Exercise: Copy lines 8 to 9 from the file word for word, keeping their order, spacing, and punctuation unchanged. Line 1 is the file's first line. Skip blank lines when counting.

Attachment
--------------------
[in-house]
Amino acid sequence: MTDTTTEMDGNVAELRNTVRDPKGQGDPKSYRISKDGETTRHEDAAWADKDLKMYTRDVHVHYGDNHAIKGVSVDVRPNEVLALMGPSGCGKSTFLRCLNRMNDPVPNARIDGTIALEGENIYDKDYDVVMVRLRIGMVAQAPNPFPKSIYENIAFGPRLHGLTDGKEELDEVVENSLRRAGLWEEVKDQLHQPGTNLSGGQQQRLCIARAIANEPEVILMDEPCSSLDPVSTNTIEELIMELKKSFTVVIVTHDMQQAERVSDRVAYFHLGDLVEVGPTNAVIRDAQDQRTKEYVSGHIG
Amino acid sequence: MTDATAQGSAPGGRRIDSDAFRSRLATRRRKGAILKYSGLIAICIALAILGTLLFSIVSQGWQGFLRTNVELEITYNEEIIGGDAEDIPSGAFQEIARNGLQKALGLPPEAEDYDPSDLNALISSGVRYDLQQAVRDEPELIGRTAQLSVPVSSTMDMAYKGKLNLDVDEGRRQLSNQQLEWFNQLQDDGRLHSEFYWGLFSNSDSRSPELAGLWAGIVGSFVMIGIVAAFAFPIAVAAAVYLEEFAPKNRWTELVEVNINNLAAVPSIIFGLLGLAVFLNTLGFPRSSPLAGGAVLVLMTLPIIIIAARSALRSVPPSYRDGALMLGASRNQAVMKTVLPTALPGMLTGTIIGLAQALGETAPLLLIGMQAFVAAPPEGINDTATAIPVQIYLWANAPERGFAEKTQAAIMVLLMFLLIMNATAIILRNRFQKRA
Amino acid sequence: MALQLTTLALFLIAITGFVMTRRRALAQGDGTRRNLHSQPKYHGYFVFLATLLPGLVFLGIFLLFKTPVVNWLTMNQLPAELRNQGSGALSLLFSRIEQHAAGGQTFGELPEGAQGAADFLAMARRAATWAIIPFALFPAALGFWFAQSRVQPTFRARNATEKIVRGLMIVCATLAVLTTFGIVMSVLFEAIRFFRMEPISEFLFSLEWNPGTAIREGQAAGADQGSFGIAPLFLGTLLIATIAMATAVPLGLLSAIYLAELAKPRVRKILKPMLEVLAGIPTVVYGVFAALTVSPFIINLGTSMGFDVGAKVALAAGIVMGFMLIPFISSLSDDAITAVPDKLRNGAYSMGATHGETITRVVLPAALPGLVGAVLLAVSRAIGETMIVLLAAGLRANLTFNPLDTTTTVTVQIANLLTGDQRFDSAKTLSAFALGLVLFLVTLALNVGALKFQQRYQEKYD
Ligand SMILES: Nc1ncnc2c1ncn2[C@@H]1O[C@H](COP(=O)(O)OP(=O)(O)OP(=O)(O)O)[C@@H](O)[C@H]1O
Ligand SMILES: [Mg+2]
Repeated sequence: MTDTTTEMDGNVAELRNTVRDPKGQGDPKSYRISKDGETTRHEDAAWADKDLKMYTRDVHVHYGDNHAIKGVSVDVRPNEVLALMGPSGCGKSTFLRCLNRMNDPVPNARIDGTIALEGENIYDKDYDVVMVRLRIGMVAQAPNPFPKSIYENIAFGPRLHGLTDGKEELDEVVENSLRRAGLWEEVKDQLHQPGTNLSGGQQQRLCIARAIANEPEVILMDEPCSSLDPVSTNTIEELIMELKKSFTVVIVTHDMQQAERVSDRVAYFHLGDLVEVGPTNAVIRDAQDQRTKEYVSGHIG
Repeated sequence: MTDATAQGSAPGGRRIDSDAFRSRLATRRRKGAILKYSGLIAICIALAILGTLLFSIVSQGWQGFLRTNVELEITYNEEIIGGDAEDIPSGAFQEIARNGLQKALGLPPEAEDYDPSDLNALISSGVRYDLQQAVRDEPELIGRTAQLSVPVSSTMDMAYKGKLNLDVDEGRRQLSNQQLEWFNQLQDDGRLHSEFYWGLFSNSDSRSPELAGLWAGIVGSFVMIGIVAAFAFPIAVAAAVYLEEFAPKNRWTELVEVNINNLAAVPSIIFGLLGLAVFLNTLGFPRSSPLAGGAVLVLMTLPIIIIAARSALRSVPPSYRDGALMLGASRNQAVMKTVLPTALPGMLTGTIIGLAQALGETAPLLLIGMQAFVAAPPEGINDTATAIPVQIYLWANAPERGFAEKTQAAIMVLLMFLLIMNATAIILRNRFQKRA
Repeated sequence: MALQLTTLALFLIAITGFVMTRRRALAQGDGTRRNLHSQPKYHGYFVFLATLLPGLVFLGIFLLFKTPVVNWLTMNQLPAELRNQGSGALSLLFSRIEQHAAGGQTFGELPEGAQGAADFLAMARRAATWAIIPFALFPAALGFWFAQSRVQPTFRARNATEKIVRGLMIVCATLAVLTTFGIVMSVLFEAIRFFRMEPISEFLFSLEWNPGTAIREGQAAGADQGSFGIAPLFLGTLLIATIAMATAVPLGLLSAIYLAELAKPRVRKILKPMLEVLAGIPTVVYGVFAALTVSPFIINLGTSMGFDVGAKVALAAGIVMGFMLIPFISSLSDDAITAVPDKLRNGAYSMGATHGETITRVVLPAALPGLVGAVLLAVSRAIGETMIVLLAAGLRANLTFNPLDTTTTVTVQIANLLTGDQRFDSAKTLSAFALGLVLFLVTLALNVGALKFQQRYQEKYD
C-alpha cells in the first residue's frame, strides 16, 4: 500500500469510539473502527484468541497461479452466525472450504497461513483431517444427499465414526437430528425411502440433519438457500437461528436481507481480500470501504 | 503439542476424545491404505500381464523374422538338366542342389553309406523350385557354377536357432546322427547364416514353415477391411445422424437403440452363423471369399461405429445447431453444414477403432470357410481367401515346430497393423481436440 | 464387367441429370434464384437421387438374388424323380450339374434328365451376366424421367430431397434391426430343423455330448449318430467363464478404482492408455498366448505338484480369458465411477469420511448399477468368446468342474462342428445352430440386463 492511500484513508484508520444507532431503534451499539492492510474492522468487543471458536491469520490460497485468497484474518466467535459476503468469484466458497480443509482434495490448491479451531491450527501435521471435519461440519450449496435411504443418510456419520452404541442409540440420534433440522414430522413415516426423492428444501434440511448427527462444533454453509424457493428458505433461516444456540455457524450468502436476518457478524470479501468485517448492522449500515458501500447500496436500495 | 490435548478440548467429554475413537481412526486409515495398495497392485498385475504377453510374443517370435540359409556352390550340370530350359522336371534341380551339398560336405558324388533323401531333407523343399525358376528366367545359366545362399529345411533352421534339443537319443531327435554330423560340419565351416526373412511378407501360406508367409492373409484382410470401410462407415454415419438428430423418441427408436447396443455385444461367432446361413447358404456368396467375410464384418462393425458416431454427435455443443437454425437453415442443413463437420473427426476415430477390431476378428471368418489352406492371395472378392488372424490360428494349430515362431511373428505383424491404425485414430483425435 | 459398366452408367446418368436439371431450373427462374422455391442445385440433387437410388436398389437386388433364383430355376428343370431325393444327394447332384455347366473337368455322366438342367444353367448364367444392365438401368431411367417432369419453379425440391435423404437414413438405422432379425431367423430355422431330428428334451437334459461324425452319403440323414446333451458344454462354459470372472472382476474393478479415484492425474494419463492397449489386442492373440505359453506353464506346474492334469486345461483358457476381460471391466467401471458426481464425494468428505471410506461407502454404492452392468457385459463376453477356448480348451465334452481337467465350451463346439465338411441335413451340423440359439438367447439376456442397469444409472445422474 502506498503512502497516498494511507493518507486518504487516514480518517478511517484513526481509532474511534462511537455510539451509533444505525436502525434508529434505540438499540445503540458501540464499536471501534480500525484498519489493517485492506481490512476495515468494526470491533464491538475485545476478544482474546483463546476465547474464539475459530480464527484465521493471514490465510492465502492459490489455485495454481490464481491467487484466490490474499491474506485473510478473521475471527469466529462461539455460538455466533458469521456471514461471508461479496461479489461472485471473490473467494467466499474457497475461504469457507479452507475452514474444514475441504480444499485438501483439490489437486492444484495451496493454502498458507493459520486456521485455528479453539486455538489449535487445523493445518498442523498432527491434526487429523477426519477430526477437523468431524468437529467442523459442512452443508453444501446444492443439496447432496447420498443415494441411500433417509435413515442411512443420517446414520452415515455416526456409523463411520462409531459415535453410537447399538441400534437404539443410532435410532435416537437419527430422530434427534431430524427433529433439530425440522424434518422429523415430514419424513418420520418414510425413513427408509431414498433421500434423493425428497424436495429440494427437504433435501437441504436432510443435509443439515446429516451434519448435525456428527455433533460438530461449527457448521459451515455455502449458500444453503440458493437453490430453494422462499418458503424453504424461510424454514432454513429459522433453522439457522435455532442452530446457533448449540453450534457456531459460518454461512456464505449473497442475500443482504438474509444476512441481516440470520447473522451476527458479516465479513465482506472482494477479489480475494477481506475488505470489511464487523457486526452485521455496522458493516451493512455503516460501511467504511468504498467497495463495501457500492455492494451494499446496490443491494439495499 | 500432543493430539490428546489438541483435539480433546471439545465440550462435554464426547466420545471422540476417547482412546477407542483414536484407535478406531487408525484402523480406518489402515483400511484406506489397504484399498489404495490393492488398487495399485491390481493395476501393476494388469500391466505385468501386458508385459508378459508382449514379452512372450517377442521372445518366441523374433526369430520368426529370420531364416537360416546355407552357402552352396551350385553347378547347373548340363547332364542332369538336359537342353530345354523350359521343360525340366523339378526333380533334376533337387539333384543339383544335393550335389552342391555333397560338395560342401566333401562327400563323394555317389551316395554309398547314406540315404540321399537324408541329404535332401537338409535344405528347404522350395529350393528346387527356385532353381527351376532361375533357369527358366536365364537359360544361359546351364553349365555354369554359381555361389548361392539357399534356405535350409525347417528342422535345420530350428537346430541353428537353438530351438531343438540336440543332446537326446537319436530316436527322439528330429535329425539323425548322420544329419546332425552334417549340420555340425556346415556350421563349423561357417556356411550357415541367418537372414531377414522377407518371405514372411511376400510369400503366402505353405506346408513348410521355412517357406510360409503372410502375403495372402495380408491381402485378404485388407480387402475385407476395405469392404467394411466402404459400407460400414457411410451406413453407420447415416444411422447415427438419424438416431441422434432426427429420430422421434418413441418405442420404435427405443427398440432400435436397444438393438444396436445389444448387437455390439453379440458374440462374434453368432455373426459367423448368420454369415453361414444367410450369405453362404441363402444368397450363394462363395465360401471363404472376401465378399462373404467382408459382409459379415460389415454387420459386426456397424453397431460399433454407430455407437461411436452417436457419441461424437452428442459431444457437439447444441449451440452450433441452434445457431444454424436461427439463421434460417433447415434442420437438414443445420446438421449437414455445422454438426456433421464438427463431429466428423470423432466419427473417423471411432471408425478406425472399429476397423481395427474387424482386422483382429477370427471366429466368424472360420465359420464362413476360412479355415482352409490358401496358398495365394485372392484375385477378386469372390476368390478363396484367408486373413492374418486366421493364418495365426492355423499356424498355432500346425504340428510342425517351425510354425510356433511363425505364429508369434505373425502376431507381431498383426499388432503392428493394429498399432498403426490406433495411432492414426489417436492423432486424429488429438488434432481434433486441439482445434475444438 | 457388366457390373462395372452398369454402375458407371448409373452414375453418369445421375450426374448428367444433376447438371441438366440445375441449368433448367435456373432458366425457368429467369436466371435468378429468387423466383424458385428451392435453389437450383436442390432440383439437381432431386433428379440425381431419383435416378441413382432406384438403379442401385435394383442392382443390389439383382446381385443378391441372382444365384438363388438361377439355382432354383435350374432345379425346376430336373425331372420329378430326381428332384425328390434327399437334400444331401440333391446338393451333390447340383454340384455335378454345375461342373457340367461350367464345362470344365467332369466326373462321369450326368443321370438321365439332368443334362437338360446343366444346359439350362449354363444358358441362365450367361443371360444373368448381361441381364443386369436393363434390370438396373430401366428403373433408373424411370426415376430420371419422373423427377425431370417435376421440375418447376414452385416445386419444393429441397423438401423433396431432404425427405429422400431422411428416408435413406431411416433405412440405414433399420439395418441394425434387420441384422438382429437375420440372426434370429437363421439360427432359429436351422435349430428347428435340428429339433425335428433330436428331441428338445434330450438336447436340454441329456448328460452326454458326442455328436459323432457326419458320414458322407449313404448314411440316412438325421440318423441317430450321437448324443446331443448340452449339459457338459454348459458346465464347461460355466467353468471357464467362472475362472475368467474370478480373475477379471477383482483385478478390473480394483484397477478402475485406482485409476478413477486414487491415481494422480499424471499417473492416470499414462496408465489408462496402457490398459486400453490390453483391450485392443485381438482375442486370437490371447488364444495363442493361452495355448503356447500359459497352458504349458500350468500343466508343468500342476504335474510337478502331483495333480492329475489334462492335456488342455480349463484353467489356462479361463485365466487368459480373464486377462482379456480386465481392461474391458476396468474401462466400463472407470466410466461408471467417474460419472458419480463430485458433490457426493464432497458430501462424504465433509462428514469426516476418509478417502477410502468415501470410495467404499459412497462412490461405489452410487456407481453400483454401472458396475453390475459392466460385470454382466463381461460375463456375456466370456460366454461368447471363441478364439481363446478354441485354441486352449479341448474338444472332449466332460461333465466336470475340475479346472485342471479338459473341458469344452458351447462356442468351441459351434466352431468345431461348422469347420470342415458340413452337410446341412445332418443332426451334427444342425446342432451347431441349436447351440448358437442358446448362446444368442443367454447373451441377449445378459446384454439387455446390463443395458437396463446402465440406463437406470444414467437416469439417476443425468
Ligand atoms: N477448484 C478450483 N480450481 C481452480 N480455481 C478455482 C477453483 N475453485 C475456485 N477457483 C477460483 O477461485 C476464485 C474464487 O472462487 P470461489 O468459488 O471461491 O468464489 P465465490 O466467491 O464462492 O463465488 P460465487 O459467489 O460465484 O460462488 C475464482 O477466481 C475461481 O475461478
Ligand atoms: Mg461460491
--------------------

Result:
Repeated sequence: MTDATAQGSAPGGRRIDSDAFRSRLATRRRKGAILKYSGLIAICIALAILGTLLFSIVSQGWQGFLRTNVELEITYNEEIIGGDAEDIPSGAFQEIARNGLQKALGLPPEAEDYDPSDLNALISSGVRYDLQQAVRDEPELIGRTAQLSVPVSSTMDMAYKGKLNLDVDEGRRQLSNQQLEWFNQLQDDGRLHSEFYWGLFSNSDSRSPELAGLWAGIVGSFVMIGIVAAFAFPIAVAAAVYLEEFAPKNRWTELVEVNINNLAAVPSIIFGLLGLAVFLNTLGFPRSSPLAGGAVLVLMTLPIIIIAARSALRSVPPSYRDGALMLGASRNQAVMKTVLPTALPGMLTGTIIGLAQALGETAPLLLIGMQAFVAAPPEGINDTATAIPVQIYLWANAPERGFAEKTQAAIMVLLMFLLIMNATAIILRNRFQKRA
Repeated sequence: MALQLTTLALFLIAITGFVMTRRRALAQGDGTRRNLHSQPKYHGYFVFLATLLPGLVFLGIFLLFKTPVVNWLTMNQLPAELRNQGSGALSLLFSRIEQHAAGGQTFGELPEGAQGAADFLAMARRAATWAIIPFALFPAALGFWFAQSRVQPTFRARNATEKIVRGLMIVCATLAVLTTFGIVMSVLFEAIRFFRMEPISEFLFSLEWNPGTAIREGQAAGADQGSFGIAPLFLGTLLIATIAMATAVPLGLLSAIYLAELAKPRVRKILKPMLEVLAGIPTVVYGVFAALTVSPFIINLGTSMGFDVGAKVALAAGIVMGFMLIPFISSLSDDAITAVPDKLRNGAYSMGATHGETITRVVLPAALPGLVGAVLLAVSRAIGETMIVLLAAGLRANLTFNPLDTTTTVTVQIANLLTGDQRFDSAKTLSAFALGLVLFLVTLALNVGALKFQQRYQEKYD